LoD Off Road Rear Bumper Install

LoD Off Road Rear Bumper Install

{tab=A great bumper for the FJ Cruiser}
LoD Off RoadWhen it finally came time to select a rear bumper for our ’07 TRD FJ Cruiser, we narrowed it down to the Expedition One and the LoD. We ultimately decided on the LoD, mainly because we haven’t seen many of these on the road and thought it would be great for our readers to learn more about this option. LoD Off Road has been a top name in the world of Jeep aftermarket parts for years, but their rear bumper is the first product they’ve produced for the FJ Cruiser. Chris Leuch sent us a very well packaged bumper in early September so we could get her installed for the October issue.

Right off the bat, you can tell this is a quality product. I’ve never seen any product packaged as well as this bumper, right down to the wooden frame surrounding it. It seems as if LoD literally builds the box around the bumper, because it took about 20 minutes and more than one tap with the hammer to spring the steel from its container. We give them two thumbs up for making sure the bumper arrives as perfect as the day it was built.

A major feature that led us to choosing this bumper was the swing-out rear tire carrier. Unlike most other carriers, it’s attached to the door so when you open the door, the carrier swings with it. The carrier is beefy and well engineered to ensure a rattle free ride when on the trail. Installation time was a respectable 4.5 hours, with only a few minor issues that had to be figured out.
The instructions on the LoD website are very well constructed and easy to follow. While there are a few minor items missing in the instructions, overall they break down the install process very well. The provided high-resolution color photos definitely help (see the sidebar for a list of installation tips).

If you've never removed the stock rear bumper before, it can be a little intimidating. You have to tug quite hard to get the side plastic pieces off, so you may want to pop a screwdriver between the plastic and the truck to help you out. Once they’re free you’ll hear a distinct ‘pop’. Once you get the sides popped out and the rest of the screws out, the rear bumper comes off very easily.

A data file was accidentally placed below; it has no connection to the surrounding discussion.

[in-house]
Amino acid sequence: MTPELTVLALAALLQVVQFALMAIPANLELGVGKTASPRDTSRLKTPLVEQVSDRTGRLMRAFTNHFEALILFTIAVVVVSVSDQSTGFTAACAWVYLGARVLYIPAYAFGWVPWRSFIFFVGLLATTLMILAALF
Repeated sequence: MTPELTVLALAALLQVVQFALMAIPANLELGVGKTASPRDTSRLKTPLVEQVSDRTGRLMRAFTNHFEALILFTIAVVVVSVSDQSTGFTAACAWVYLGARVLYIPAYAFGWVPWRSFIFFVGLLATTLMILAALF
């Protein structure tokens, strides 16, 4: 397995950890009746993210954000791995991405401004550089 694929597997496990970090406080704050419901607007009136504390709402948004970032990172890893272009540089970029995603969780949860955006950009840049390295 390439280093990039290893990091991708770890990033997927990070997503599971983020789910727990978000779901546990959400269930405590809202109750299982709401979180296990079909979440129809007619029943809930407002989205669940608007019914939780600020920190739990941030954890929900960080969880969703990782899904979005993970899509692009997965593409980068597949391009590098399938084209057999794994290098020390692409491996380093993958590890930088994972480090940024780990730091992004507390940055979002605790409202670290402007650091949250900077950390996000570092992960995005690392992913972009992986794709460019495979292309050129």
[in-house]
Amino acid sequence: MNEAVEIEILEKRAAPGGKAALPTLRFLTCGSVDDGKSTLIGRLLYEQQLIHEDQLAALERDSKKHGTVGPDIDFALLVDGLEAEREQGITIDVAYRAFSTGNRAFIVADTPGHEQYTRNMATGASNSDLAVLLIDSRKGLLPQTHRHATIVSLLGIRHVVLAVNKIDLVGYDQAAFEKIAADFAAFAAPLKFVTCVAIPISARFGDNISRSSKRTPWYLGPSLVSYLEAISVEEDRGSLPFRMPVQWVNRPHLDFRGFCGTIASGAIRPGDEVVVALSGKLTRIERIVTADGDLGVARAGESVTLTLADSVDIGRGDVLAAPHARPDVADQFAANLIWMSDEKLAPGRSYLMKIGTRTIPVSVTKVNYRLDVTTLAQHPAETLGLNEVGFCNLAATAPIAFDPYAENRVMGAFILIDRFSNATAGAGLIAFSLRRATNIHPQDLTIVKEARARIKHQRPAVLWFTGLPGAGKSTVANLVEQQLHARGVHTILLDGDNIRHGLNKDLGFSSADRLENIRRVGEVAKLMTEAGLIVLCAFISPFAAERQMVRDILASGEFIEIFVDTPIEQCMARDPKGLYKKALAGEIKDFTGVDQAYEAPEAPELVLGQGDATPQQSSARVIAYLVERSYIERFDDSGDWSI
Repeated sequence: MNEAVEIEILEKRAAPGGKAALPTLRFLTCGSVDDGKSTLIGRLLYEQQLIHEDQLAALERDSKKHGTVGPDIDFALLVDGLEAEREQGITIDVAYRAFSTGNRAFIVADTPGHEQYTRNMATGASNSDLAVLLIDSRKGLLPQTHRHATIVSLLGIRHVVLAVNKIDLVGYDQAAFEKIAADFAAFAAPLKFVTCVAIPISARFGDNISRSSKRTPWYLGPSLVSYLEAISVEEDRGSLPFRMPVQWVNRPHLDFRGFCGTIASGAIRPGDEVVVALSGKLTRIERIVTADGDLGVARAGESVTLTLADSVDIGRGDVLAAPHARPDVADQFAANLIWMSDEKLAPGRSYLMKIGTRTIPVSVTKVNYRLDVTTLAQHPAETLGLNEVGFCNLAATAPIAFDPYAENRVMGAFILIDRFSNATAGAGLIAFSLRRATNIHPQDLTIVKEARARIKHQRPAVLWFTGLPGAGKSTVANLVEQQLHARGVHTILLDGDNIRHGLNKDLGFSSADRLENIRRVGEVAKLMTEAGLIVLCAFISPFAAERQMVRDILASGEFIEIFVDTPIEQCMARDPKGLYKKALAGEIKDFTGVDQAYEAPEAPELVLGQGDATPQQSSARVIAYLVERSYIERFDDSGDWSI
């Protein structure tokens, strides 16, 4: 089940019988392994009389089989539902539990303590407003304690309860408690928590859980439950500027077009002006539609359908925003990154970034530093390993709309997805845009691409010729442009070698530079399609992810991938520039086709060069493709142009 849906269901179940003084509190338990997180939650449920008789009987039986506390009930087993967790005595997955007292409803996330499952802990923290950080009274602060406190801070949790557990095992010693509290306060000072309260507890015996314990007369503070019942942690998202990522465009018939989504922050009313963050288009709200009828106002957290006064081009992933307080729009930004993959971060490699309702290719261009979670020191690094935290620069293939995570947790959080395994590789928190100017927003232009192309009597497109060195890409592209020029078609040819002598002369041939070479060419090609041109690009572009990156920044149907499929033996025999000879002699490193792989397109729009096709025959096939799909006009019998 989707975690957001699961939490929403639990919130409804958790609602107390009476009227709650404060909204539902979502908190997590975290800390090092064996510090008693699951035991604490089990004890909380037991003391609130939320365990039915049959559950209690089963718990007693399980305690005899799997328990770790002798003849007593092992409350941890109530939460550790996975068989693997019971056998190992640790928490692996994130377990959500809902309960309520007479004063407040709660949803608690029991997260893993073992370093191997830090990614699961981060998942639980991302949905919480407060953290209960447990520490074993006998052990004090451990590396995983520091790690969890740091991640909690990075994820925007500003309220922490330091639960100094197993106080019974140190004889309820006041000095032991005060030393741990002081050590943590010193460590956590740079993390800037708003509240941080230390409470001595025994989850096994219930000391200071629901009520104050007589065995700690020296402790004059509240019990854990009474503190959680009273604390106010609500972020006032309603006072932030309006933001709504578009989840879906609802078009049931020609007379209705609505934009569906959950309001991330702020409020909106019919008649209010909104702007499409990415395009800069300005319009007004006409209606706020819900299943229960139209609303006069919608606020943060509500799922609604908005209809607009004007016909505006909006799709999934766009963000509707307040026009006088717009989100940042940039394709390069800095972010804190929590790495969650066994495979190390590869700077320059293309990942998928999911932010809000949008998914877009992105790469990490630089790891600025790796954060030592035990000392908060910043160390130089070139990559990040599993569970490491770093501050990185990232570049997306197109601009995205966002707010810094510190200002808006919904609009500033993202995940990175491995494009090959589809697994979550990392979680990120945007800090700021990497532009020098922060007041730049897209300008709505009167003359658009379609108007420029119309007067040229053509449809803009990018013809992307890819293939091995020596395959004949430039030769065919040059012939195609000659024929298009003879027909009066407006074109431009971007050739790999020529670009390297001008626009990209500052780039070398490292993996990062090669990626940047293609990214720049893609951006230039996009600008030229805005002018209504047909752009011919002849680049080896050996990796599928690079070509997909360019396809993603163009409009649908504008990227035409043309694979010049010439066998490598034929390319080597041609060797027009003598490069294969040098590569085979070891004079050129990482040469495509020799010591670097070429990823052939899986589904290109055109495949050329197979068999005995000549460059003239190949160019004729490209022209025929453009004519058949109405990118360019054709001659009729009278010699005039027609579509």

The most tricky part of this (and virtually every other FJ Cruiser rear bumper install), is cutting the stock plastic that will be re-used. There is no good way to template what needs to be removed, so it’s a bit of a guessing game. LoD includes several pictures and instructions that are as exact as possible to make sure you get it right, so read and re-read these steps as many times as you need. We ended up leaving on more plastic than needed and then trimming as required just to make sure we didn’t cut off too much.

After 45 minutes of measuring, looking, and cutting we were able to re-mount the plastic portion of the OEM bumper. Some don’t like the fact that you retain this much plastic with a rear bumper, but I personally think it helps to maintain the lines of the FJ better. There are a few bumpers available that don’t re-use the rear plastic. See our rear bumper comparison (Jan 2011 issue) for details on all your bumper options.
The remainder of the install went fairly quick. The only task that took quite a bit of time was drilling through the frame. LoD specifies the holes to drill (there are four total), so review the instructions and make sure you have new, high quality drill bits to do the job right. Remember the key to drilling the frame is to use slow speed and to keep the bit well cooled/lubricated.

The bumper is attached to the FJ Cruiser with 12 bolts total. There are four in the center where the receiver hitch attaches, two underneath into the frame on each side (4 total), and four that you drill/tap yourself (although we chose to drill straight through the frame and use carriage bolts for these four). There is no doubt that this bumper will handle anything you throw at it.

Some of the design features we really like about the LoD Rear Bumper include the sloped corners, integrated lights, and two heavy duty recovery points. The receiver hitch doesn’t take away too much clearance (we’ll probably add an Outrider Bumper Saver for trail use), and the overall look compliments the FJ very well.

The swingout can support up to a 37” tire, and we’ll be adding the jerry can mounts and cargo rack as soon as they come in. The adjustable linkage on the swingout also makes it easy to fine-tune how everything lines up, so it’s easy to achieve a rattle free installation. We also really like the Zirk fitting on the swingout pin to help keep it well lubricated.

We’ll be hitting the trail a couple of times this fall to put this bumper through its paces. We’ll be sure to test every aspect of it from recovery to performance on tight trails, so look for that full review in the January 2011 issue of FJC Magazine.
LoD Off Road

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